Advanced Search
MyIDEAS: Login to save this article or follow this journal

Do we detect and exploit mixed strategy play by opponents?

Contents:

Author Info

  • Jason Shachat

    ()

  • J. Todd Swarthout

    ()

Abstract

We conducted an experiment in which each subject repeatedly played a game with a unique Nash equilibrium in mixed strategies against some computer-implemented mixed strategy. The results indicate subjects are successful at detecting and exploiting deviations from Nash equilibrium. However, there is heterogeneity in subject behavior and performance. We present a one variable model of dynamic random belief formation which rationalizes observed heterogeneity and other features of the data. Copyright Springer-Verlag 2004

Download Info

If you experience problems downloading a file, check if you have the proper application to view it first. In case of further problems read the IDEAS help page. Note that these files are not on the IDEAS site. Please be patient as the files may be large.
File URL: http://hdl.handle.net/10.1007/s001860400354
Download Restriction: Access to full text is restricted to subscribers.

As the access to this document is restricted, you may want to look for a different version under "Related research" (further below) or search for a different version of it.

Bibliographic Info

Article provided by Springer in its journal Mathematical Methods of Operations Research.

Volume (Year): 59 (2004)
Issue (Month): 3 (07)
Pages: 359-373

as in new window
Handle: RePEc:spr:compst:v:59:y:2004:i:3:p:359-373

Contact details of provider:
Web page: http://www.springerlink.com/link.asp?id=120306

Order Information:
Web: http://link.springer.de/orders.htm

Related research

Keywords:

Other versions of this item:

Find related papers by JEL classification:

References

No references listed on IDEAS
You can help add them by filling out this form.

Citations

Citations are extracted by the CitEc Project, subscribe to its RSS feed for this item.
as in new window

Cited by:
  1. Shachat, Jason & Swarthout, J. Todd, 2012. "Learning about learning in games through experimental control of strategic interdependence," Journal of Economic Dynamics and Control, Elsevier, vol. 36(3), pages 383-402.
  2. repec:fee:wpaper:1101 is not listed on IDEAS
  3. Spiliopoulos, Leonidas, 2008. "Humans versus computer algorithms in repeated mixed strategy games," MPRA Paper 6672, University Library of Munich, Germany.
  4. Steven D. Levitt & John A. List & David H. Reiley, 2010. "What Happens in the Field Stays in the Field: Exploring Whether Professionals Play Minimax in Laboratory Experiments," Econometrica, Econometric Society, vol. 78(4), pages 1413-1434, 07.
  5. Steven Levitt & John List & David Reiley, 2010. "What happens in the field stays in the field: Professionals do not play minimax in laboratory experiments," Artefactual Field Experiments 00080, The Field Experiments Website.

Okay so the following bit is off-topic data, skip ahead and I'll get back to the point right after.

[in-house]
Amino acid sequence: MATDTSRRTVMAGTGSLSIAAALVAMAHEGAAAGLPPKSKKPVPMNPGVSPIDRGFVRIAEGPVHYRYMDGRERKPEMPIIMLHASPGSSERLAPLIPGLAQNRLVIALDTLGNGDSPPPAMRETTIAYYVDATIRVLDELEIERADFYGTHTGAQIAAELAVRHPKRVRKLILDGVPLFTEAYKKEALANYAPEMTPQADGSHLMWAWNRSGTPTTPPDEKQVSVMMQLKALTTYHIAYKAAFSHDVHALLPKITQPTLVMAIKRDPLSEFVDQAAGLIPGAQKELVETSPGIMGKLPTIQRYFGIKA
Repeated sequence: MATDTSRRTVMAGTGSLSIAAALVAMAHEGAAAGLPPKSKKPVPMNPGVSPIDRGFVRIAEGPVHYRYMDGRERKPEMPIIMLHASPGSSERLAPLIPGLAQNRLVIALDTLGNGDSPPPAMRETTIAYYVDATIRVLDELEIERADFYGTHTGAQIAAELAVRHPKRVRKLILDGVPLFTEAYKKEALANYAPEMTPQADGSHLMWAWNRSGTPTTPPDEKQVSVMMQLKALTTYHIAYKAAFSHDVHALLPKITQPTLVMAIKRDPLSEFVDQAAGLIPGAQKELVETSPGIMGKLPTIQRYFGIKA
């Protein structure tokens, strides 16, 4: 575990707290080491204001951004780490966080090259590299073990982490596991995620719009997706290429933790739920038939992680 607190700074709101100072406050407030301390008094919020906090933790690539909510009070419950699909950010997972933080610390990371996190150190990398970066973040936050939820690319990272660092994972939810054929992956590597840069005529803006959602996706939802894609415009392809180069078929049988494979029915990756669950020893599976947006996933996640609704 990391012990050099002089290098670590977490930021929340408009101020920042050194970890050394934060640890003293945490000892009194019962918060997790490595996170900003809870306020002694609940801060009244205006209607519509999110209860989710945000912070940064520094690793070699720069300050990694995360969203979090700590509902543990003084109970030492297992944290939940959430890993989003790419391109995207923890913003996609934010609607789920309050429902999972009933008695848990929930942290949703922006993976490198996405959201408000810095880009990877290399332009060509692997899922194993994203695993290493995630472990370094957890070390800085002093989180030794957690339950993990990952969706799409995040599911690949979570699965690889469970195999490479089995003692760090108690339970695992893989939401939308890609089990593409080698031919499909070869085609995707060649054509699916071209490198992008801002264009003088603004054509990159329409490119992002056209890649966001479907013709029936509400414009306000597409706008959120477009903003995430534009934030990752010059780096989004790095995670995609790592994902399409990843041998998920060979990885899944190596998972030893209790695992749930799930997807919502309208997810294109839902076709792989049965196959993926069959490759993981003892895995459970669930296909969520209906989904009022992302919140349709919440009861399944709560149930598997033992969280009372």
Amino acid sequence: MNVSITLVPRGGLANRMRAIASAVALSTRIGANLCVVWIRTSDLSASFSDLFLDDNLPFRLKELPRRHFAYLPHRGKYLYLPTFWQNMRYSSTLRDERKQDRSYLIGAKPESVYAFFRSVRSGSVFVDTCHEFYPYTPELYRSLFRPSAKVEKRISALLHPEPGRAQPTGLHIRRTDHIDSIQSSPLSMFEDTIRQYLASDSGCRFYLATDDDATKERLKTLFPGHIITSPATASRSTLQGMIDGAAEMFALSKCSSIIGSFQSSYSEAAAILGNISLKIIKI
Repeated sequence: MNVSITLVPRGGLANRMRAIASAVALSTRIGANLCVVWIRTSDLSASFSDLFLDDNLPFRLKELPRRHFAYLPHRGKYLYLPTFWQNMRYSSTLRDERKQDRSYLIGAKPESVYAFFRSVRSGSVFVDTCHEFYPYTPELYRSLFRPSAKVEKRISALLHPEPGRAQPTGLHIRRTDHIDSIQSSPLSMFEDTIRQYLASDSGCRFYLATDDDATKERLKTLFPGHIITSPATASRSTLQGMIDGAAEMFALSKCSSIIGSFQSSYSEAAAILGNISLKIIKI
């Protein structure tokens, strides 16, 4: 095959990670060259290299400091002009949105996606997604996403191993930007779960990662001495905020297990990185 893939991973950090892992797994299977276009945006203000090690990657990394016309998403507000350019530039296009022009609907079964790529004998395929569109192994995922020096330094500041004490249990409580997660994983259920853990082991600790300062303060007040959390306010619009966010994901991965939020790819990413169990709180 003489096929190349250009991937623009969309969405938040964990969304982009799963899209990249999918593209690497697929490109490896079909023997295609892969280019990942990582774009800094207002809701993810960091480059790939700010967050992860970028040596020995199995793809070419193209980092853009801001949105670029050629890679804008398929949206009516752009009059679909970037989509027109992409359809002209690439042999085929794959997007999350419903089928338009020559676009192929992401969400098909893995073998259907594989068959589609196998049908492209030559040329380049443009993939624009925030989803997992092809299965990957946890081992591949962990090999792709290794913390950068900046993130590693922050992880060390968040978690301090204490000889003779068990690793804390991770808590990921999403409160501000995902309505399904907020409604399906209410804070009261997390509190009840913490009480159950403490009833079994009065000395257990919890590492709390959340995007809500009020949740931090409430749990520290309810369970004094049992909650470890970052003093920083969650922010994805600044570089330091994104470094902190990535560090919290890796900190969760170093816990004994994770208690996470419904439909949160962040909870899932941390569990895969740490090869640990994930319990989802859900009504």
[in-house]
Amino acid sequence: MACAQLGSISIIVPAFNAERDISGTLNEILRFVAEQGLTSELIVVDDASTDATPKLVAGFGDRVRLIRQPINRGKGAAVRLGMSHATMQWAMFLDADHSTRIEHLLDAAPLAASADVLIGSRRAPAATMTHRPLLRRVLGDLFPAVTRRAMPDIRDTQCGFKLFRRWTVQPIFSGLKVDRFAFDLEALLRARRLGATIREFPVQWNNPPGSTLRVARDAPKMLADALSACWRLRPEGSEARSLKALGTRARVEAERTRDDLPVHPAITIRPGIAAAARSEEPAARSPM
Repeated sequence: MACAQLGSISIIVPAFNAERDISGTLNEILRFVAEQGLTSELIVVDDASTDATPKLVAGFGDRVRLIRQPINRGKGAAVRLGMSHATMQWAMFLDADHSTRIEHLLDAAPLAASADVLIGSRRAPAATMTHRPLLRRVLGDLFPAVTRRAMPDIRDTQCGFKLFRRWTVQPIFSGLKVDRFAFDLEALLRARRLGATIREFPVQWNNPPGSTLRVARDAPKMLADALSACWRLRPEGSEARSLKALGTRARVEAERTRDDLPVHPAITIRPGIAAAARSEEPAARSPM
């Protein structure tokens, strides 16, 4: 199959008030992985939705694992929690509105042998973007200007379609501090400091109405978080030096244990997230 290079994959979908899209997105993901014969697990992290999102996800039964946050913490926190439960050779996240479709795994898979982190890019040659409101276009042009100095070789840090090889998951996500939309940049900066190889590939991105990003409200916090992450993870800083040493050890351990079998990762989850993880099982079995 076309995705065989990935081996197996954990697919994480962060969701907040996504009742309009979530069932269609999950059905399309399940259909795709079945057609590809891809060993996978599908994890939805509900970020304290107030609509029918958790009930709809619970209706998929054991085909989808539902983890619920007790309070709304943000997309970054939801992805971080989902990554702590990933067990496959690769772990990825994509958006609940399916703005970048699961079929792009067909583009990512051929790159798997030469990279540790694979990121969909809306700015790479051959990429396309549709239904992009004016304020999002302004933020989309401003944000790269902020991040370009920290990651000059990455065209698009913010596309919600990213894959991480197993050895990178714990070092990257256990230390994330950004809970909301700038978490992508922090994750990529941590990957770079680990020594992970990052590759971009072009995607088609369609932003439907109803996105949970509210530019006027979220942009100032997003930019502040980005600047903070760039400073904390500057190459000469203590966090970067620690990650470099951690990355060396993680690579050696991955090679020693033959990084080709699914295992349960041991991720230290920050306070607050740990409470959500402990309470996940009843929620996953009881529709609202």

6. Shachat, Jason & Swarthout, J. Todd & Wei, Lijia, 2012. "A hidden Markov model for the detection of pure and mixed strategy play in games," MPRA Paper 39896, University Library of Munich, Germany.
  7. Cardella, Eric, 2012. "Learning to make better strategic decisions," Journal of Economic Behavior & Organization, Elsevier, vol. 84(1), pages 382-392.
  8. repec:wyi:wpaper:002021 is not listed on IDEAS
  9. Kenneth Kovash & Steven D. Levitt, 2009. "Professionals Do Not Play Minimax: Evidence from Major League Baseball and the National Football League," NBER Working Papers 15347, National Bureau of Economic Research, Inc.
  10. repec:wyi:wpaper:002048 is not listed on IDEAS
  11. Spiliopoulos, Leonidas, 2012. "Pattern recognition and subjective belief learning in a repeated constant-sum game," Games and Economic Behavior, Elsevier, vol. 75(2), pages 921-935.
  12. Spiliopoulos, Leonidas, 2008. "Do repeated game players detect patterns in opponents? Revisiting the Nyarko & Schotter belief elicitation experiment," MPRA Paper 6666, University Library of Munich, Germany.
  13. repec:wyi:journl:002151 is not listed on IDEAS

Lists

This item is not listed on Wikipedia, on a reading list or among the top items on IDEAS.

Statistics

Access and download statistics

Corrections

When requesting a correction, please mention this item's handle: RePEc:spr:compst:v:59:y:2004:i:3:p:359-373. See general information about how to correct material in RePEc.

For technical questions regarding this item, or to correct its authors, title, abstract, bibliographic or download information, contact: (Guenther Eichhorn) or (Christopher F Baum).

If you have authored this item and are not yet registered with RePEc, we encourage you to do it here. This allows to link your profile to this item. It also allows you to accept potential citations to this item that we are uncertain about.

If references are entirely missing, you can add them using this form.

If the full references list an item that is present in RePEc, but the system did not link to it, you can help with this form.

If you know of missing items citing this one, you can help us creating those links by adding the relevant references in the same way as above, for each refering item. If you are a registered author of this item, you may also want to check the "citations" tab in your profile, as there may be some citations waiting for confirmation.

Please note that corrections may take a couple of weeks to filter through the various RePEc services.